• Edith Gaylord Says:


      I asked Pyramyd Air about the other IZH guns, and here’s their response:

      MP-532 — too expensive
      MP-573 — not really produced in mass production, but we are looking into it
      MP-672 — not really produced in mass production, but we are looking into it


      • Ridgerunner Says:

        Thanks Edith! If the quality of the 672 is comparable to the 46M and the price was around $800, PA would not be able to keep up with the orders. I have been keeping my eyes out for a good used PCP pistol, but all I have seen are over $1000! They sure are proud of them!

      • kevin Says:

        Tom & Edith,

        Since you’ve opened the lines of communication with PA on their importing great guns strategy…could you possibly find out why Walther won’t export their new LGV to the USA?

        There’s a springer version and apparently a gas ram version of this new Walther LGV. Tom, maybe you already know from your time at the SHOT Show why this gun won’t hit our shores. This makes absolutely no sense to me since I think it would be a homerun for Walther and a distributor/retailer like PA.

        I don’t think I’ll ever figure out the business side of airguns.


        • B.B. Pelletier Says:


          I’ll look into it.



          • B.B. Pelletier Says:


            A quick search on the net turned up a “target” rifle with a muzzle velocity of 970 f.p.s.!!! It looks like a Chinese or Turkish abortion that they have slapped the LGV name on.

            I will have to research this much more, but this new “target” rifle comes in .22 caliber as well as .177 . Something smells fishy to me.


        • Edith Gaylord Says:


          I looked at this site for the Walther LGV but found no air rifle by that name:

          I also found this site, set up specifically for the new line of Walther LGV sporting guns:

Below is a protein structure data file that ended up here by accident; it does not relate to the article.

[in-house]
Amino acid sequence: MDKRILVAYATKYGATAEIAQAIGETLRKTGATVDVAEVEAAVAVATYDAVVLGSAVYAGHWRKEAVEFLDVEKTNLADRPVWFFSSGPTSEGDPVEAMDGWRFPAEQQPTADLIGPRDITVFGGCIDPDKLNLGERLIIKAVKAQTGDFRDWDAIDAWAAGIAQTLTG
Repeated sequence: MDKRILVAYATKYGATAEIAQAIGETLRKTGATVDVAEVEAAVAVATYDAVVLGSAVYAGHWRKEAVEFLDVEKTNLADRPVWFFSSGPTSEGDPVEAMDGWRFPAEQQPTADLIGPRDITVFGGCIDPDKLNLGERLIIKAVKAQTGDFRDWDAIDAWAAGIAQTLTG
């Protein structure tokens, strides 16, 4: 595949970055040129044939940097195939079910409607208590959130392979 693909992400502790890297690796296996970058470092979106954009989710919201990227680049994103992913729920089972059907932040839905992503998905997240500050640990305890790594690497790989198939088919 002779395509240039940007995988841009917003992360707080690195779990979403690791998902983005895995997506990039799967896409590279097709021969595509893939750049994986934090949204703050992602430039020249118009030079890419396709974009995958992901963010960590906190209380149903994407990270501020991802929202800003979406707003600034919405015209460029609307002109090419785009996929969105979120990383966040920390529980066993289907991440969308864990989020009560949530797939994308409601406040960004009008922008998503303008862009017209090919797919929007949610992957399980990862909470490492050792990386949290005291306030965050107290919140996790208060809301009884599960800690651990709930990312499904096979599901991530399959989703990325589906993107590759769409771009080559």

The second link says the LGV gun is made in Germany. It’s not made in Turkey or China. It comes in various models…and some are .22 and deliver 16 joules. Certainly not a 10-meter target rifle. They don’t claim these are match guns. Their home page says “sporting and recreation.”

          The Carl Walther site is set up for serious 10m target guns. For shooters who want the Walther name and, presumably, the Walther quality/cachet, the LGV model fulfills that need.

          I can only guess that the company is smart enough to know that competitive target shooters might be put off if expensive, high-quality target rifles were mixed in with rifles that had some match-quality specs/features but were, in fact, sporting rifles.


          • kevin Says:

            Edith & Tom,

            Information on the new Walther LGV has been slow in getting to the USA.

            Edith, you’re correct. From everything I’ve read the Walther LGV is made by Walther in Germany. You make an interesting point that they may be marketing this new sporter separate from their high end line of 10 meter airguns to avoid contamination.

            This is a very interesting new sporter introduction to me. A walther barrel, walther trigger, a model that is wood and metal (LGV Master), models with walthers metal sights that include a front globe sight that accepts inserts and did you notice the front barrel latch on these new LGV’s (a nod to the vintage LGV’s) that provide a consistent barrel lockup.

            The Walther LGV model (Competition) with the adjustable cheek piece reminds me of the R11/HW98 sporter. Who was requesting an adjustable cheek piece on a sporter airgun model the other day?

            Wish PA would look into importing the Walther LGV models.


            • Edith Gaylord Says:


              I forwarded your comment to PA, and just got back an answer that the LGV will be imported by Umarex USA, but there’s no hard date on its arrival. i’ll post any info when I get it.


  • Fred DPRoNJ Says:


    point of information since you mentioned the Bronco still being able to outshoot this IZH – can the Bronco accept the type of target peep sight and globe front site that is used on target rifles such as this and the FWB 300? I only ask because I don’t know if the front sight can be removed and how it’s anchored on and if rear target peeps come in Weaver type mounts which the Bronco has.